Plant Biologicals Network Symposium 2019

    November 13, 2019-November 14, 2019
    11:30 am - 1:00 pm
    University of Copenhagen, Frederiksberg Campus
    Copenhagen, Denmark


The agricultural sector will face a number of challenges in the years to come. Climate change will bring changing or fluctuating growth conditions and introduce new plant diseases and pests. Therefore, research in plant resilience and health, pest and disease control, and sustainable agriculture are vital. New agricultural technologies are needed, and plant biologicals can be part of the solution if new methods and products are developed and tested to ensure efficacy.

At the 2019 Plant Biologicals Network Symposium, different areas where biologicals might help to solve the global challenges that agriculture is currently facing were explored. Dr. Morven McLean, Agriculture & Food Systems Institute Executive Director, delivered the keynote presentation on how biology-based technologies can contribute to achieving the Sustainable Development Goals.

Visit the Plant Biologicals Network website to learn more about the 2019 Plant Biologicals Network Symposium, view session descriptions, and access the agenda


How Biology-Based Technologies Can Contribute to Achieving the Sustainable Development Goals

Morven A. McLean, Ph.D., Agriculture & Food Systems Institute, USA

When we look at the social, economic and environmental impacts of climate volatility and extreme weather events, it’s clear that transformation of our agricultural systems is both a societal and environmental imperative.  How can we sustainably increase agricultural production and improve food and nutrition security for populations around the world, and particularly in those areas most vulnerable to the effects of climate change?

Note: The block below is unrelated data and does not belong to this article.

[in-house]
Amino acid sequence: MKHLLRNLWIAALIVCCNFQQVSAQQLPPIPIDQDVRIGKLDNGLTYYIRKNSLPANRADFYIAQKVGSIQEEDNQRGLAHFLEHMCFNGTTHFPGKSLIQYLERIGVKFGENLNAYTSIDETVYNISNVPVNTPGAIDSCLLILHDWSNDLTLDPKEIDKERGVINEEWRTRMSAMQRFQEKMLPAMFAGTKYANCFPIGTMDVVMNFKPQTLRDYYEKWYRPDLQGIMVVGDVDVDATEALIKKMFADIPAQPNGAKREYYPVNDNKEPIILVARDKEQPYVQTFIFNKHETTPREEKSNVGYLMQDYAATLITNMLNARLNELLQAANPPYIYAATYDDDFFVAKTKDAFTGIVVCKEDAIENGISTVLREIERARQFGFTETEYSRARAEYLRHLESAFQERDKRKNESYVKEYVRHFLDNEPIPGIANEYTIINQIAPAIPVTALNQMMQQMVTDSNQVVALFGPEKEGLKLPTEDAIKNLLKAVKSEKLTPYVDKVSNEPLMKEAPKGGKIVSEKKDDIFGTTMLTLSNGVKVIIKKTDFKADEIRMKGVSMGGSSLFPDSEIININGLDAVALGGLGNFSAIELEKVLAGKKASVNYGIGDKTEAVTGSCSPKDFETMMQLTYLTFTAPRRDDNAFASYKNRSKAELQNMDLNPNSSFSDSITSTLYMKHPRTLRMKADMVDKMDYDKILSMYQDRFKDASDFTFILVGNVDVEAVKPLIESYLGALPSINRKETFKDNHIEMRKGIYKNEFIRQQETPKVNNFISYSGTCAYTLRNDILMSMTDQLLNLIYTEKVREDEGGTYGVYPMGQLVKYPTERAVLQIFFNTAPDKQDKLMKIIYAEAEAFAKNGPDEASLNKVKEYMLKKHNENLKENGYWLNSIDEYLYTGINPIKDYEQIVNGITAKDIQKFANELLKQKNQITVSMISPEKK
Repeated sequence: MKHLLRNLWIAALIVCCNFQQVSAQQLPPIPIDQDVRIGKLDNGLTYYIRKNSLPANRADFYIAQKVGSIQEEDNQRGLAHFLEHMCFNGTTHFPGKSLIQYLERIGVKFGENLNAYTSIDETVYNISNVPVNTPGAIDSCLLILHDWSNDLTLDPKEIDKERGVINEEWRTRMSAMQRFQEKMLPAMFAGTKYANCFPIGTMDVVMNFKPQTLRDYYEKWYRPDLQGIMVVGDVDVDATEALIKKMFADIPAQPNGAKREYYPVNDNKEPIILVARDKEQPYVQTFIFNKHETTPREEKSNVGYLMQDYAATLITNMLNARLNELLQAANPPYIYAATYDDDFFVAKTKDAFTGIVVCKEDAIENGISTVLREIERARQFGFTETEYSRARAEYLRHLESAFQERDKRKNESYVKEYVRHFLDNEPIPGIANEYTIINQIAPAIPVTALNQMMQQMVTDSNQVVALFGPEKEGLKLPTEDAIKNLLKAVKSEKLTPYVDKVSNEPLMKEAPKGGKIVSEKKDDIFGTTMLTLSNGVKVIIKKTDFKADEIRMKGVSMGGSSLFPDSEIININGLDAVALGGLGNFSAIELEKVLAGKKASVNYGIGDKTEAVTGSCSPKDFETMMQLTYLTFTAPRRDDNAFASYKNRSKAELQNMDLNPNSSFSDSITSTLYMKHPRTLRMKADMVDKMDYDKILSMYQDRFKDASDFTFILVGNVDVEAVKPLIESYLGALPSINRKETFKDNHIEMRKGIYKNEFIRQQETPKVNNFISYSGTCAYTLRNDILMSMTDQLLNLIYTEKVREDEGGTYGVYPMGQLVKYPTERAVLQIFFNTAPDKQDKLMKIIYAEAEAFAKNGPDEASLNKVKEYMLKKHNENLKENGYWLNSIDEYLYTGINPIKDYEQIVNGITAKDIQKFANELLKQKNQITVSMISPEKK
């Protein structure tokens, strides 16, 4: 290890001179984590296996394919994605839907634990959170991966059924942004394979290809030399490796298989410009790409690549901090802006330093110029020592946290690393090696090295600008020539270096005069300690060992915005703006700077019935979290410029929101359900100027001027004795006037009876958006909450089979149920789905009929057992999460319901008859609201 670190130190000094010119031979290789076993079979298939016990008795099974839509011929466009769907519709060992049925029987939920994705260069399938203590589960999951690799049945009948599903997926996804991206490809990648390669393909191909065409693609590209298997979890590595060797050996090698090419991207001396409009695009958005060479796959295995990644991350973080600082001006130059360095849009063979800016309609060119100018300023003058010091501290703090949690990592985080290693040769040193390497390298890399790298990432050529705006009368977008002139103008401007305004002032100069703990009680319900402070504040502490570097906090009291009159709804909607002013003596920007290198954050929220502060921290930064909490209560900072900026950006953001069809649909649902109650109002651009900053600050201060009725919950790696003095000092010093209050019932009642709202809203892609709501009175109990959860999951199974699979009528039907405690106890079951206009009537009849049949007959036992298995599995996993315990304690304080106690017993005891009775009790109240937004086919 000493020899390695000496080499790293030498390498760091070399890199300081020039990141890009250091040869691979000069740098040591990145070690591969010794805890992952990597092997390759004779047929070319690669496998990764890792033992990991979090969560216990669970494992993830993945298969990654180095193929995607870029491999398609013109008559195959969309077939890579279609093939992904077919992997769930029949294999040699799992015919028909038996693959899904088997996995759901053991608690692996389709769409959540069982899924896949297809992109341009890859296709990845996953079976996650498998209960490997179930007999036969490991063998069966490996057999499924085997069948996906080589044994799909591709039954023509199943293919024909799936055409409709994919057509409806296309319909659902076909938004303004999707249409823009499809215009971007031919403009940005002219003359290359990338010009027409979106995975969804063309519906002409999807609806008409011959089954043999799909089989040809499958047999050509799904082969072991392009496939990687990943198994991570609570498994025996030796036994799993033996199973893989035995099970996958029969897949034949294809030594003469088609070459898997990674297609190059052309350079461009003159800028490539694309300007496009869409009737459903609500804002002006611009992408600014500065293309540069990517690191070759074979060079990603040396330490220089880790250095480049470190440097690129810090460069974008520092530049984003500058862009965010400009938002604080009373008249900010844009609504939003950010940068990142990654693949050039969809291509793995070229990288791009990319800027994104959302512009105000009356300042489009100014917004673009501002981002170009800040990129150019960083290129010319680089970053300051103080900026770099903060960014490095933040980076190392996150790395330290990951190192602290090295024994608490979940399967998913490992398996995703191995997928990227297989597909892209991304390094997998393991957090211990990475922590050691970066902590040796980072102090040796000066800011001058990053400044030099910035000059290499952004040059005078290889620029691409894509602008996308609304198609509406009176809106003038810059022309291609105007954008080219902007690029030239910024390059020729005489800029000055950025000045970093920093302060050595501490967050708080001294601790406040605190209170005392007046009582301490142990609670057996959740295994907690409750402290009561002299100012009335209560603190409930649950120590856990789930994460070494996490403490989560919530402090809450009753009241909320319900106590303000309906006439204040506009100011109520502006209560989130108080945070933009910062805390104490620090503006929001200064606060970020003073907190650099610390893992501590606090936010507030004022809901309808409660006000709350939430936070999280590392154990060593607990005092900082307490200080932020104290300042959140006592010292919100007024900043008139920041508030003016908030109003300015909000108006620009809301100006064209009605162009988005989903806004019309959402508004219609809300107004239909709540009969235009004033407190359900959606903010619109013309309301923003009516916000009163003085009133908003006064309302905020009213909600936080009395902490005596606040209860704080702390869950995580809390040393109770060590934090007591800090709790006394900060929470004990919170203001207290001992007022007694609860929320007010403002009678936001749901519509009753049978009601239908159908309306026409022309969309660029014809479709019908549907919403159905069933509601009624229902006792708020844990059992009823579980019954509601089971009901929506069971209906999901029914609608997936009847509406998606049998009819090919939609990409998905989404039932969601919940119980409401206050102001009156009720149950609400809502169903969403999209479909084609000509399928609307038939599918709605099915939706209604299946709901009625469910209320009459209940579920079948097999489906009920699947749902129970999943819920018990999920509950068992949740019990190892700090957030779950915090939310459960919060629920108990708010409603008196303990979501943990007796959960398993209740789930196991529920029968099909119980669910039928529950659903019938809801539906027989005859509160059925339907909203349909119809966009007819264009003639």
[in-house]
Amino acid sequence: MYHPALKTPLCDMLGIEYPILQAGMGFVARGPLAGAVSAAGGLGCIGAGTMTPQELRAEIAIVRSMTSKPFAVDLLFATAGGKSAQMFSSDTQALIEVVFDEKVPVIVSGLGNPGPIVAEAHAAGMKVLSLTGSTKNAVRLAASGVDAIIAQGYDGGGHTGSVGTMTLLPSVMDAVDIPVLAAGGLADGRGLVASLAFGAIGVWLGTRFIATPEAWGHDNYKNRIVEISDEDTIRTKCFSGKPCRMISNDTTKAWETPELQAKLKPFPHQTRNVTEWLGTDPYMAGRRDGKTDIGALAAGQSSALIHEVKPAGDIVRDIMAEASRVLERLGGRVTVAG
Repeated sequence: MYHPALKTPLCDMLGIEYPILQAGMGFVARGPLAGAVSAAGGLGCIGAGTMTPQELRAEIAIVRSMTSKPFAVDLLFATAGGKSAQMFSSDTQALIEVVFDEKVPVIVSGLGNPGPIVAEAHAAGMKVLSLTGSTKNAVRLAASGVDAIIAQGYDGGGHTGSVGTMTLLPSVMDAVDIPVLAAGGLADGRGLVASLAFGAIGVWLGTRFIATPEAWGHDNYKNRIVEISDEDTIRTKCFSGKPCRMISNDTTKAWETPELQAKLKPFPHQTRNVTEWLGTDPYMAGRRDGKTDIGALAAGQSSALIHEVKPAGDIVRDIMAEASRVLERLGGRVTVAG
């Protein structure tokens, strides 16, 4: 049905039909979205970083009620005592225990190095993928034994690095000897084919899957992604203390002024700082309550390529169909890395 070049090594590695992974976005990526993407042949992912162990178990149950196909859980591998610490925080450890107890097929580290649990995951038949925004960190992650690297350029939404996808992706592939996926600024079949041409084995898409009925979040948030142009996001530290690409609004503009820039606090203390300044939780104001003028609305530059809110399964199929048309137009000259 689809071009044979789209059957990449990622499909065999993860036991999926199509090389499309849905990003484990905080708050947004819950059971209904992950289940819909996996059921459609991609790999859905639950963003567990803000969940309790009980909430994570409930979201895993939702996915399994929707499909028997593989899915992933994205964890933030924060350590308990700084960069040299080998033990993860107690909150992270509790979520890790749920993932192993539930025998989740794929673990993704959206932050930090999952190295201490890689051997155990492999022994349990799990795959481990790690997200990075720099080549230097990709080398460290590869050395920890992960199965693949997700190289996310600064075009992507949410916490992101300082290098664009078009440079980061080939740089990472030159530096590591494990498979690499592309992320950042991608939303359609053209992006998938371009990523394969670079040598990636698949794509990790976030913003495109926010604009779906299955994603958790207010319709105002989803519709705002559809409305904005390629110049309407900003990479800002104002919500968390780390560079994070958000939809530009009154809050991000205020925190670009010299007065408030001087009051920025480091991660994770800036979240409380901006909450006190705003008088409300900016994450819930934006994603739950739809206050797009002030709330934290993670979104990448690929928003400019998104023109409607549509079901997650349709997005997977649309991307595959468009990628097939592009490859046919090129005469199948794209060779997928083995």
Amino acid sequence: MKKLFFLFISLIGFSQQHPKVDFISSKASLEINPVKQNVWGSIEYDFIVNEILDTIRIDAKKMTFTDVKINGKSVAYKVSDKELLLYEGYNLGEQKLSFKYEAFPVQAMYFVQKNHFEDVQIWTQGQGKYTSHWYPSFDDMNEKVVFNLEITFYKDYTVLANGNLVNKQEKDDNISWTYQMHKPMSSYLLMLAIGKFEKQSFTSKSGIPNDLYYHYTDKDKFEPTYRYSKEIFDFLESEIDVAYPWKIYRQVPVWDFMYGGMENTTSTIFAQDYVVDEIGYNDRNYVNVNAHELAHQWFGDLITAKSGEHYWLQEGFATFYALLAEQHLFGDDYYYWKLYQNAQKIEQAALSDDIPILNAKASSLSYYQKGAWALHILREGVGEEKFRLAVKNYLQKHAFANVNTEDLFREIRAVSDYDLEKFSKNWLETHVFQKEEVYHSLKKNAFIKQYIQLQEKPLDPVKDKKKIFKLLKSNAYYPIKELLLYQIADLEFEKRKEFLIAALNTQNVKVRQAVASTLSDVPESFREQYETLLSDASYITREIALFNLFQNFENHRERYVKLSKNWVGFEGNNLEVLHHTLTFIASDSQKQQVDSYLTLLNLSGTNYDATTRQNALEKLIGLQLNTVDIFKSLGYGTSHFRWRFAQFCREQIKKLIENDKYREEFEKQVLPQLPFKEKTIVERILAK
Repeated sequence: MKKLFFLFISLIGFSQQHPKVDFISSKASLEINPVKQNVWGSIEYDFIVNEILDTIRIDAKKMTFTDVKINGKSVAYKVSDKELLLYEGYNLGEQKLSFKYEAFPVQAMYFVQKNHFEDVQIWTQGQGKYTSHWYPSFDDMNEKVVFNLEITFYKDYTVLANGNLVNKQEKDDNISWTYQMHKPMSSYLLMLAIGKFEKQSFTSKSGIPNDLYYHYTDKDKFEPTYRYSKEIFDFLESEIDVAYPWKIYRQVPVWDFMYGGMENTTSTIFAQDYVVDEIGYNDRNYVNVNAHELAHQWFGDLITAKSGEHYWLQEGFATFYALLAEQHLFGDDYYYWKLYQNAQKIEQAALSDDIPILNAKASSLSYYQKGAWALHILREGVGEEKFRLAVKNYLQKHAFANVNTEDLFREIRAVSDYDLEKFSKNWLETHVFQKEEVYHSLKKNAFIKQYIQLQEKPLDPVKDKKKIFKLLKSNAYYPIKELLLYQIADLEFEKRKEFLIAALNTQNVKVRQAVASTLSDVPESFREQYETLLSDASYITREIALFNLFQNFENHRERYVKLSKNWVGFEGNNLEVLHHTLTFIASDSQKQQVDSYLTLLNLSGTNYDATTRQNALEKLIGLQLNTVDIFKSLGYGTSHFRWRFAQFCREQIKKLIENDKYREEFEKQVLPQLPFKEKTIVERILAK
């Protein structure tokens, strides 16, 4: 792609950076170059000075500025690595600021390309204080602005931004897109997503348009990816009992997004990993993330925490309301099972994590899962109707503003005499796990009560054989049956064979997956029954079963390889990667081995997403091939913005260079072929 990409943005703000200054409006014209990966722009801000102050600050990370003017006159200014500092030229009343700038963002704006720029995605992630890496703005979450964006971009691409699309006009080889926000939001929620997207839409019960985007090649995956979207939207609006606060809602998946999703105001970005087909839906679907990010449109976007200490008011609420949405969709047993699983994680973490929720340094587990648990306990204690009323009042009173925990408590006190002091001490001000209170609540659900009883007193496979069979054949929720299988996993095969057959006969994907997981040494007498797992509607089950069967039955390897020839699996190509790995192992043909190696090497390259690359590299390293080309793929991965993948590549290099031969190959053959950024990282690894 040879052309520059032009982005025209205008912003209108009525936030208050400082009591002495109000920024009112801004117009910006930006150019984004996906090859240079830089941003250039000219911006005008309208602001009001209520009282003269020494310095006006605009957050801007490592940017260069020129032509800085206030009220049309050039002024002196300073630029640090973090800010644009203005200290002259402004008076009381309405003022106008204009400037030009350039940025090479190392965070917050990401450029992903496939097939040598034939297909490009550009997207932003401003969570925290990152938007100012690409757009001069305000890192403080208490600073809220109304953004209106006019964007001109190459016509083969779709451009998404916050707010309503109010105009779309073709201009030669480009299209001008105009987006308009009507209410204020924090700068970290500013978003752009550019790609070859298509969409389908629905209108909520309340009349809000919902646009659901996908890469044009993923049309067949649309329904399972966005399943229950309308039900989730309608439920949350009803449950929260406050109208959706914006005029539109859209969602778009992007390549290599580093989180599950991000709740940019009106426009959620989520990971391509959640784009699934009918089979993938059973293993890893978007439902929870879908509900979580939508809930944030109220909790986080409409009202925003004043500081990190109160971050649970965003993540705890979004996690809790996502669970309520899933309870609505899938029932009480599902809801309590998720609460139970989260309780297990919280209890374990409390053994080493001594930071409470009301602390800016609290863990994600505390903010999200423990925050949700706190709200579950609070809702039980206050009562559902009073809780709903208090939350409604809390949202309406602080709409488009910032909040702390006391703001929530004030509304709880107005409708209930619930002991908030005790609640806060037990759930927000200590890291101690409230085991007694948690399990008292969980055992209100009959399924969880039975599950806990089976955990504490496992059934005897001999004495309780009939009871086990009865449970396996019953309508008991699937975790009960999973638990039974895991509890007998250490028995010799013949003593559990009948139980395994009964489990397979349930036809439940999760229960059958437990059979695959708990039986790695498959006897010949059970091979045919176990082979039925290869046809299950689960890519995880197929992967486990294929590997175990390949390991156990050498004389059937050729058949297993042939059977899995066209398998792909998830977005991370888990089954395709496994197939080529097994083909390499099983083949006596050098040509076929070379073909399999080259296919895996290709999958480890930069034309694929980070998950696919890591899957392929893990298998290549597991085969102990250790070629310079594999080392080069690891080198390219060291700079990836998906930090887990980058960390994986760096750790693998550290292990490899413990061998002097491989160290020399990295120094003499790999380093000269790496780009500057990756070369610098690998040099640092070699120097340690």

Innovations in plant biologicals product development make clear there is a significant role for their application in addressing these challenges.  However, realizing the benefits of biologicals for sustainable agricultural production requires an enabling policy environment and a predictable and transparent path to commercialization.  Regulation, when considered necessary, should be properly contextualized and commensurate with plausible risks, so that moving from product development to deployment at scale is achievable by public and private sector institutions alike.  This presentation will explore the promise of plant biologicals to helping achieve the UN’s Sustainable Development Goals (SDGs), including Goal 2: Zero Hunger, Goal 6: Clean Water and Sanitation, Goal 12: Responsible Consumption and Production, Goal 14: Life Below Water and Goal 15: Life on Land.  It will also consider some lessons learned from the regulation of genetically engineered organisms, where asynchronous approaches to risk assessment, regulation and decision-making have constrained innovation and contributed to trade disruptions, and how these experiences may be instructive as more plant biologicals move to market.